Before long I pass by the bridge over the Clutha River to Roxburgh – the town known for its stone fruit orchards.  This is the largest of the four main settlements on the route (just pipping Lawrence) with townships relatively evenly spaced along the trail. I elect to continue pedalling along the flowy path beside the river past a couple of orchards before arriving at Pinders Pond.


The pond could not be a lovelier setting in this early morning light. Sheltered from wind this bowl of water provides a near perfect mirror reflection of shoreline vegetation. The memory of this scenic spot will be with me forever with the wonder of how a former gold mining dredge pit could provide such pretty solitude. I soak up a few more minutes of reflection before way pointing the campsite and re-joining the river trail.  I will definitely come back here again with our tiny retro caravan to enjoy both the peace and the pedalling.


     One of the greatest surprises as I ride is the amount of vegetation cover over the trail and river banks given the harsh dry climate of the Central Otago district – an oasis of shelter and shade which also hides the alluring meanders of the trail.  A few more peaceful riding minutes pass before the reaching a trail fork. Heading uphill I reach the Teviot stone woolshed ruins. At 137 metres long it is NZ’s largest stone ruins and just a remanent of its former glory sitting in a paddock on private land. It’s worth a look.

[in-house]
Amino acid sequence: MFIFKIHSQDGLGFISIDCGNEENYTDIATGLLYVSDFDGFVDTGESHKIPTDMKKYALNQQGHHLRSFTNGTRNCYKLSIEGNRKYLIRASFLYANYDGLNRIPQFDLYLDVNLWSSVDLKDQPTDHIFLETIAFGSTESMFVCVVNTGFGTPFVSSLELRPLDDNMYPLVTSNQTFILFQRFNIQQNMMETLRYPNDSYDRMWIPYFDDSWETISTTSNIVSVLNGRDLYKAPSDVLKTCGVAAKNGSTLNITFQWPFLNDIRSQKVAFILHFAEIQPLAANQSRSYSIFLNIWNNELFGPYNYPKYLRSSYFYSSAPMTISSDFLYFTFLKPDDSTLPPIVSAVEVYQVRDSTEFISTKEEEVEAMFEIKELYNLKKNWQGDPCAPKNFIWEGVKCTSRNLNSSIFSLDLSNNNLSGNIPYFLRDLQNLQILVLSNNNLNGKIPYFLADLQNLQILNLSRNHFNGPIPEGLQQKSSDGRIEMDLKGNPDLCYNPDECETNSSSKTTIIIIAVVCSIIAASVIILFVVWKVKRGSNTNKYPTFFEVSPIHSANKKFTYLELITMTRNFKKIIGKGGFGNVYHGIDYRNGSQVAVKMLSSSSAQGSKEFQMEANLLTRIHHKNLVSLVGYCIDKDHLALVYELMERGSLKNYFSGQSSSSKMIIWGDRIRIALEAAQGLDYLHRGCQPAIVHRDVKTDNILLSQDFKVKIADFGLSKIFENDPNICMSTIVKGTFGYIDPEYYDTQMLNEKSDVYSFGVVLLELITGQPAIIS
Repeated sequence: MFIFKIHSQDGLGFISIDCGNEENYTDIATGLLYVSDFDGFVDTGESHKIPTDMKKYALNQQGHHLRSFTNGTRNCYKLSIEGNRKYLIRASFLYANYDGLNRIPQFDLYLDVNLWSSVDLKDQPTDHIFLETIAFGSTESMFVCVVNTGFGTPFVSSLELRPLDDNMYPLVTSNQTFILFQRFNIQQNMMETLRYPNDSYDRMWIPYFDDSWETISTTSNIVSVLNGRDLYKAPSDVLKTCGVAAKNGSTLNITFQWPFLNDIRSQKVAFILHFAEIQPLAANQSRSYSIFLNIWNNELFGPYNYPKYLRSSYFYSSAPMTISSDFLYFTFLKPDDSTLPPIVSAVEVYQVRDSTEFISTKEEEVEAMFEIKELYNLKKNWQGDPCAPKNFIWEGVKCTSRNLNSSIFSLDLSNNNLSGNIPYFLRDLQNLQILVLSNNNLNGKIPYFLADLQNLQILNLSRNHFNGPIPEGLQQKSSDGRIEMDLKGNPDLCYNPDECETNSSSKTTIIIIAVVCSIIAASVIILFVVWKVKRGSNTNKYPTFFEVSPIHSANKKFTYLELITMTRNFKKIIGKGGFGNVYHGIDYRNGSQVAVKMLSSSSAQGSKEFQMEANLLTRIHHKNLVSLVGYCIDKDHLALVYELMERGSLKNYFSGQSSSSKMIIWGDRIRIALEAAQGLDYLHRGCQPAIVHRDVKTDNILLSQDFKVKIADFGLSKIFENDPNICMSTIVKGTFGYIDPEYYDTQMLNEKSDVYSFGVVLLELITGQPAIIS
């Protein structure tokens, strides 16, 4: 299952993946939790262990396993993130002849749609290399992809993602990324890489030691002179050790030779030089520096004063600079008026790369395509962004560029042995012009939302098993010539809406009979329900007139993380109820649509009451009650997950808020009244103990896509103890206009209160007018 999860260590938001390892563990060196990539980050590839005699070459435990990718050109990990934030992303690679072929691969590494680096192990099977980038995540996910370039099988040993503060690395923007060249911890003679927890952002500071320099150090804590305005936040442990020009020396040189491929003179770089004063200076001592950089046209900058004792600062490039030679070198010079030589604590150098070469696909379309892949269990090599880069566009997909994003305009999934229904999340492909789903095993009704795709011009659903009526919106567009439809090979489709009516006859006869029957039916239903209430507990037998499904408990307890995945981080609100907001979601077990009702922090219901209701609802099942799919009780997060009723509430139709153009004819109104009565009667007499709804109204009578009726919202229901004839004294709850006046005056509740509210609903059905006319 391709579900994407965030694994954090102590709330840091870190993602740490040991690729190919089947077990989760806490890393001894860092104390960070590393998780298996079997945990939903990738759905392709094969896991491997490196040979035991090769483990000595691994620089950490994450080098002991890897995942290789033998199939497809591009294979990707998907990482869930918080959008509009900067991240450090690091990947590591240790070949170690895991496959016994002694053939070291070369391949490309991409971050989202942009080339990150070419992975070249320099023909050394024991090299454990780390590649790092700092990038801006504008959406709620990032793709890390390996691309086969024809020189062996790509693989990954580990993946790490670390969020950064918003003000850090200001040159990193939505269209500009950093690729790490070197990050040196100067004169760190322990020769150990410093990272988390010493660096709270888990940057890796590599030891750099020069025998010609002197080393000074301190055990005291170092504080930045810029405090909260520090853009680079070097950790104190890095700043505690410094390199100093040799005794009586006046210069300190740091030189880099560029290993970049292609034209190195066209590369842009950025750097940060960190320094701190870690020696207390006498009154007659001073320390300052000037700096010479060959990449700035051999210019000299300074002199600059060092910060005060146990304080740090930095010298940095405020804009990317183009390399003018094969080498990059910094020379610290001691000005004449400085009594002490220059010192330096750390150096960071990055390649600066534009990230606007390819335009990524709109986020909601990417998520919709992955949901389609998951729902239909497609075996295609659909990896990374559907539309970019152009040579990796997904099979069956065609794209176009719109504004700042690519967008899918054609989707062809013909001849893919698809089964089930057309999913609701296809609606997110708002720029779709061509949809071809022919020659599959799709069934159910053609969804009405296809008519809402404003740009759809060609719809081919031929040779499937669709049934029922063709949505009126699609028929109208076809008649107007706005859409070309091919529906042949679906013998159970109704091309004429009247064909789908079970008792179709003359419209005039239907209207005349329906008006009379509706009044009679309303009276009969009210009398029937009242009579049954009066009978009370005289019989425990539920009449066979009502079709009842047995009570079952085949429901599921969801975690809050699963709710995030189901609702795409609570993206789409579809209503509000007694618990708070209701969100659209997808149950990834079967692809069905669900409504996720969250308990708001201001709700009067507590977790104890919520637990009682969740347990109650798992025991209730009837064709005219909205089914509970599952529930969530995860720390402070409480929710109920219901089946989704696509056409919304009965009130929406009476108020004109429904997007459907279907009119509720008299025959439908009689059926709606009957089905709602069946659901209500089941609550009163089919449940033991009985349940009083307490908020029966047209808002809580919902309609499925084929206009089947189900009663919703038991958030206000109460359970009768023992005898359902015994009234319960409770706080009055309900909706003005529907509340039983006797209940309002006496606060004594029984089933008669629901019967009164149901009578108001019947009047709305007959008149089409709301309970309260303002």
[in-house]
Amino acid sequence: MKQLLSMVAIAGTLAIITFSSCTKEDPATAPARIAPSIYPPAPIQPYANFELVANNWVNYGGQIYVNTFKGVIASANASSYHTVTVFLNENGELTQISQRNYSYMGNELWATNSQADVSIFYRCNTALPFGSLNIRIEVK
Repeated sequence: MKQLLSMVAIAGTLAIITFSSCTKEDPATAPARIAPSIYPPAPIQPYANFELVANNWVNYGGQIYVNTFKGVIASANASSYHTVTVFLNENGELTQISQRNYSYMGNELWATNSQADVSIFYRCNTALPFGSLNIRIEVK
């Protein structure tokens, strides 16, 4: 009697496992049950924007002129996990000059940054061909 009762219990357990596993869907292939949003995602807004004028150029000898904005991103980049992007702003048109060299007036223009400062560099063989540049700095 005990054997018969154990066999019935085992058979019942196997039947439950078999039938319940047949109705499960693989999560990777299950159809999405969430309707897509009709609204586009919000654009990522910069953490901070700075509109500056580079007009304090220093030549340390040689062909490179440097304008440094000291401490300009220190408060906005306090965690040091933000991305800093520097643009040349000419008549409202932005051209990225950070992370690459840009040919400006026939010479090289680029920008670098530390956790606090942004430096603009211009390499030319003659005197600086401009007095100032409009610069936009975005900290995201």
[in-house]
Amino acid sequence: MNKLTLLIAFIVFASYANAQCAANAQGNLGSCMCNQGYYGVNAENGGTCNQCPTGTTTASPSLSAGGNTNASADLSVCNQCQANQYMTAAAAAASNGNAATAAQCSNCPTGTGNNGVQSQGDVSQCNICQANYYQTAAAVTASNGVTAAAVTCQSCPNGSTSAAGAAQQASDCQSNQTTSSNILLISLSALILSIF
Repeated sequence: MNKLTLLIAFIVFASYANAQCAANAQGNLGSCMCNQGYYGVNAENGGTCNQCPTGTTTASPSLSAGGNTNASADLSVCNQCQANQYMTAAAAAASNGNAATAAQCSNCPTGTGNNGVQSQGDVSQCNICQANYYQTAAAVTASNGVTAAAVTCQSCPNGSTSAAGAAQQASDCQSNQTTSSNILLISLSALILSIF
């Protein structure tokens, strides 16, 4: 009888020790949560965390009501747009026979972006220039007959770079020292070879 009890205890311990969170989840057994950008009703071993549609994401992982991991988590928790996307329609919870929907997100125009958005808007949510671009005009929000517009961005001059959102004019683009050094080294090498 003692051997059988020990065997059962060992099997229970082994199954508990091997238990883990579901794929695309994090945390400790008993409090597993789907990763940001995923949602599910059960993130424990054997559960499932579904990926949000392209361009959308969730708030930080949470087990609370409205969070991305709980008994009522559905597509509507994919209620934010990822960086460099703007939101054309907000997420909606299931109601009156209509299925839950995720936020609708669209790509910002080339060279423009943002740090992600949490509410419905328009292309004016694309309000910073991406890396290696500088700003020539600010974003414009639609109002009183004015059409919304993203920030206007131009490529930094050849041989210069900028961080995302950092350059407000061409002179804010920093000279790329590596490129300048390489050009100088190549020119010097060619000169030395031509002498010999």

Returning to the main trail I leave the river and reach the quaint village of Millers Flat.  For those overnighting nearly half way along the trail, this is a top spot to unwind and rest tired limbs. There is accommodation available and I make notes to list it in the Great Rides App for those following in future.  Me? I head out of town on the trail and chance a meeting with a group of jovial riders who tell me how much they love the ease of riding and the small detours to historic features. They point me in the direction of the Horseshoe Bend Bridge and the Lonely Graves.